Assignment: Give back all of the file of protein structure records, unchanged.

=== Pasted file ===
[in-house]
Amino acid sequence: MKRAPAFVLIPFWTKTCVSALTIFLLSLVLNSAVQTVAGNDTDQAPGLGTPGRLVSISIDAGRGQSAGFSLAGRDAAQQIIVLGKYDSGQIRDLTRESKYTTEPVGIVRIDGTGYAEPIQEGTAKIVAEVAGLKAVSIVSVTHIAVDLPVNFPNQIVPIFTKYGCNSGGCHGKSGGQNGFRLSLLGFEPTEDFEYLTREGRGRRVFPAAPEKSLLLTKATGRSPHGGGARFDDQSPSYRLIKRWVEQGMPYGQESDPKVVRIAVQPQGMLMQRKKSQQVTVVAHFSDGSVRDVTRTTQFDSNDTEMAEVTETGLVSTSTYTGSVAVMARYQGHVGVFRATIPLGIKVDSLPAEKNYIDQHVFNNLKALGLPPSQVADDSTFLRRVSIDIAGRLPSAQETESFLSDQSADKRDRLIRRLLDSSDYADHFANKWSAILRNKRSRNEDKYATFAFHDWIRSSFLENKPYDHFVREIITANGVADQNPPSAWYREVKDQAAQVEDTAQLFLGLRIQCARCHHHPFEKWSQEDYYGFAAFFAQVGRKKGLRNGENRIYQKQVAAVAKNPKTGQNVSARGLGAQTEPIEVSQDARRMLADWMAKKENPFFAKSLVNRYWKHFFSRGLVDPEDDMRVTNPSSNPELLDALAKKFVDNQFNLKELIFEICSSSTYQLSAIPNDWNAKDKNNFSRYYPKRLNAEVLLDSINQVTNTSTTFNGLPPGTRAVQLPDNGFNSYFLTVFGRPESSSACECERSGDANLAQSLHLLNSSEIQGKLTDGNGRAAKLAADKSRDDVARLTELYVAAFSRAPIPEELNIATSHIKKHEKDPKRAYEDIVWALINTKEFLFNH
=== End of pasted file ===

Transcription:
[in-house]
Amino acid sequence: MKRAPAFVLIPFWTKTCVSALTIFLLSLVLNSAVQTVAGNDTDQAPGLGTPGRLVSISIDAGRGQSAGFSLAGRDAAQQIIVLGKYDSGQIRDLTRESKYTTEPVGIVRIDGTGYAEPIQEGTAKIVAEVAGLKAVSIVSVTHIAVDLPVNFPNQIVPIFTKYGCNSGGCHGKSGGQNGFRLSLLGFEPTEDFEYLTREGRGRRVFPAAPEKSLLLTKATGRSPHGGGARFDDQSPSYRLIKRWVEQGMPYGQESDPKVVRIAVQPQGMLMQRKKSQQVTVVAHFSDGSVRDVTRTTQFDSNDTEMAEVTETGLVSTSTYTGSVAVMARYQGHVGVFRATIPLGIKVDSLPAEKNYIDQHVFNNLKALGLPPSQVADDSTFLRRVSIDIAGRLPSAQETESFLSDQSADKRDRLIRRLLDSSDYADHFANKWSAILRNKRSRNEDKYATFAFHDWIRSSFLENKPYDHFVREIITANGVADQNPPSAWYREVKDQAAQVEDTAQLFLGLRIQCARCHHHPFEKWSQEDYYGFAAFFAQVGRKKGLRNGENRIYQKQVAAVAKNPKTGQNVSARGLGAQTEPIEVSQDARRMLADWMAKKENPFFAKSLVNRYWKHFFSRGLVDPEDDMRVTNPSSNPELLDALAKKFVDNQFNLKELIFEICSSSTYQLSAIPNDWNAKDKNNFSRYYPKRLNAEVLLDSINQVTNTSTTFNGLPPGTRAVQLPDNGFNSYFLTVFGRPESSSACECERSGDANLAQSLHLLNSSEIQGKLTDGNGRAAKLAADKSRDDVARLTELYVAAFSRAPIPEELNIATSHIKKHEKDPKRAYEDIVWALINTKEFLFNH